Tag Archives: gender: prejudice/discrimination

Why Don’t More Women Commit Fraud?

Women in the U.S. have made some monumental gains at work.  We’re now at least half the labor force and more women today are middle- and upper- managers in corporate America.  Even so, I wasn’t surprised to discover that women have not (yet) made similar inroads into high-level corporate crime.

Rather, it’s “business as usual” when it comes to who is responsible for orchestrating and carrying out major corporate frauds.

For the American Sociological Review, Darrell Steffensmeier, Michael Roche, and I studied accounting malpractices like security fraud, insider trading, and Ponzi schemes in America’s public companies to find out just how involved women were in these conspiracies.  The Corporate Fraud Task Force indicted 436 individuals involved in 83 such schemes during July 2002 to 2009.  We read and recorded information from indictments and other documents or reports that described who was involved and what they did.

I expected the share of women in corporate fraud to be low – definitely less than the near-half that are women among (low-profit) embezzlers arrested each year– like your bank teller or local non-profit treasurer.   However, I was surprised that women corporate fraudsters were about as rare as female killers or robbers – less than 10% of those sorts of offenders.  Of the 400+ indicted for corporate fraud, only 37 were women.

Most of these frauds were complex enough to require co-conspiracy over several years and a criminal division of labor.  Often, women weren’t included at all in these groups.  When they were, they were nearly always in the minority, often alone, and most typically played rather small roles.

The Enron conspiracy, for example, led to over 30 indictments; three were women and each played a minor role. The five women indicted among 19 in the HealthSouth fraud were in accounting-related positions and instructed by senior personnel to falsify financial books and create fictitious records.  Martha Stewart, rather than criminal mastermind of an insider trading conspiracy, committed “one of the most ill-fated white-collar crimes ever” in which she saved just $46,000 after receiving a stock-tip second-hand from her broker.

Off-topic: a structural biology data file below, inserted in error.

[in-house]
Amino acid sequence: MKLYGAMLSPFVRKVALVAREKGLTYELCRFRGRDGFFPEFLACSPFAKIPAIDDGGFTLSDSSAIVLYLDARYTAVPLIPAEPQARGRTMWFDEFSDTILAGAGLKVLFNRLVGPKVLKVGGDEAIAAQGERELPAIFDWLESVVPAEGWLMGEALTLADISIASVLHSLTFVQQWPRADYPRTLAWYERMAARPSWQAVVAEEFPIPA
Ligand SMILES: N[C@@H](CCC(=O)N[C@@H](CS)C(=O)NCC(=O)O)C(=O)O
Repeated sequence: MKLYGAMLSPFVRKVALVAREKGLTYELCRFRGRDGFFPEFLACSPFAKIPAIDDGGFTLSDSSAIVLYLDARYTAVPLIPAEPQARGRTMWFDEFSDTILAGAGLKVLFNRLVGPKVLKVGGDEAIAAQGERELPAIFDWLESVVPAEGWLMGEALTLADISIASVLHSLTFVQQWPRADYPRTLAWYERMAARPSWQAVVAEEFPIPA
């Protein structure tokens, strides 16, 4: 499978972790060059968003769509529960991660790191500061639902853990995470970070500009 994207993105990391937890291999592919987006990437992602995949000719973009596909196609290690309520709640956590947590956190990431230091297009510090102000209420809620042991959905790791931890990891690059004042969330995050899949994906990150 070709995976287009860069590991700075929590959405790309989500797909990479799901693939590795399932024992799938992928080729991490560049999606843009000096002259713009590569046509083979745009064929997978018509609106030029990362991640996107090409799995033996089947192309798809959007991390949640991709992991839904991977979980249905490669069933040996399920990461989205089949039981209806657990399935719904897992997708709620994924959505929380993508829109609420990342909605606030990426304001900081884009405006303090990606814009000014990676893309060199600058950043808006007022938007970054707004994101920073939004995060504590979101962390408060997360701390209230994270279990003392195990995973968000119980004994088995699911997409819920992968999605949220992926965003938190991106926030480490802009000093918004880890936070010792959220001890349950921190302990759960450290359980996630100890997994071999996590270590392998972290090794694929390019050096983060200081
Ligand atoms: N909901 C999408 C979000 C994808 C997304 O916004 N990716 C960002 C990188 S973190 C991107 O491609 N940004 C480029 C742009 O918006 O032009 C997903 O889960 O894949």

Women were almost never the ringleader or even a major player in the fraud.  Only one woman CEO led a fraud – the smallest fraud we studied – and two women with their husbands.  One reason surely must be that women are not as often in positions to lead these schemes.  However, even when we compared women and men in similar corporate positions, women were less likely to play leadership roles in the fraud.  Is there a “glass ceiling” in the white-collar crime world?

What most surprised me, however, was how little the women benefited from their illicit involvement.  The wage gap in illicit corporate enterprise may be larger than in the legitimate job market.  Over half the women did not financially gain at all whereas half the men pocketed half a million dollars or more.  The difference in illicit-gains persisted even if we compared women to their co-conspirators.  Males profited much more. Women identified “gains” such as keeping one’s job.

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Even when women are in the positions to orchestrate these frauds, it’s likely that the men who initiate these conspiracies prefer to bypass women, involving them in minor roles when need dictates or when trust develops through a close personal relationship.  And women hardly initiated any schemes.  Women business leaders tend to be more risk-averse and apt to stress social responsibility and equity, perhaps making corporate fraud unlikely.

So, would having more female leaders reduce corporate crime?  We don’t know, but we think it’s likely.  Women executives tend to make more ethical decisions, avoid excessive risk-taking, and create corporate cultures unsupportive of illegal business practices.  Time will tell if, on the other hand, women moving up the corporate ladder increasingly adopt a wheeler-dealer, “dominance at all costs” corporate ethic.